Innovation That Matters

Smart wristband

Smart wristband monitors blood cell count

Sport & Fitness

This smart wristband has a biosensor that can count particles in the bloodstream.

Springwise has closely followed the growing trend of wearables in the health and fitness industry. From a sports bra that responds to the wearer’s movements to smart socks to treat chronic venous disease, wearable tech has made huge strides for people’s well-being. Now engineers from Rutgers University have developed the next step forward in health trackers.

Their new design features a biosensor that can count particles, such as blood cells. Current wearables only measure a handful of physical data, like heart rate and activity levels. This wristband includes a flexible circuit board and a biosensor thinner than a single human hair. Blood samples are obtained through a simple pinprick. The incorporation of this technology into such models would allow for fast, portable blood test results.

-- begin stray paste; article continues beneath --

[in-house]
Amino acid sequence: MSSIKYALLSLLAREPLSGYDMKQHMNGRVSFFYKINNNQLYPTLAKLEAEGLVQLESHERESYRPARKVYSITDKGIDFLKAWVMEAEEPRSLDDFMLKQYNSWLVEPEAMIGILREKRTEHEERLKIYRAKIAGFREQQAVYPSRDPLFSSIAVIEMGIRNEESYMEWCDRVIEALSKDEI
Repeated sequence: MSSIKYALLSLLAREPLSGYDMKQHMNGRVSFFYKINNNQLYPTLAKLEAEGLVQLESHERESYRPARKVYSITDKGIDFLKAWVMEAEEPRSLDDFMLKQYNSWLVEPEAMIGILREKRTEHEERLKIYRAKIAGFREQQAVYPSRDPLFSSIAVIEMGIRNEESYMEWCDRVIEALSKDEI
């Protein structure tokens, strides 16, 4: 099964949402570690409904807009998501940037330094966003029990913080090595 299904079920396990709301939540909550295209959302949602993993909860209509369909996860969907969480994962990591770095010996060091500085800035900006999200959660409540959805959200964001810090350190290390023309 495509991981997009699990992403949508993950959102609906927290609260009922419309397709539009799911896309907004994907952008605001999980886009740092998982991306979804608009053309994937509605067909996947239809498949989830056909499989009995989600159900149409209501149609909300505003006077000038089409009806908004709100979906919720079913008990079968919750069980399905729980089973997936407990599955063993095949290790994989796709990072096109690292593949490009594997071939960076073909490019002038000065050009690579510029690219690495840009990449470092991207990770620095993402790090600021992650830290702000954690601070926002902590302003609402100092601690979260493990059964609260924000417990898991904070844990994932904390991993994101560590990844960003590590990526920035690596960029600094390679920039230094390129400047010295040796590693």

This could be a big breakthrough in wearable health. Lead author Abbas Furniturewalla said, “The ability for a wearable device to monitor the counts of different cells in our bloodstream would take personal health monitoring to the next level.” Blood cell counts can help diagnose a variety of illnesses or conditions, like leukaemia or internal bleeding. In both these cases, early diagnosis could mean the difference between life and death.

The hope for technology such as this is to allow patients to monitor their own health data at home. The wristband has a micro-controller and Bluetooth module to digitize and transmit data. This means it can share information wirelessly with smartphones, so patients could send data to medical staff remotely.

Not only is this technology advantageous for internal health matters, but also the external. Being able to count particles could also allow the band to monitor the amount of pollutants in the air around a user. With pollution an ever-increasing problem, particularly in urban areas, being able to ascertain the safety of the air we’re breathing could mean advances for those with respiratory problems.



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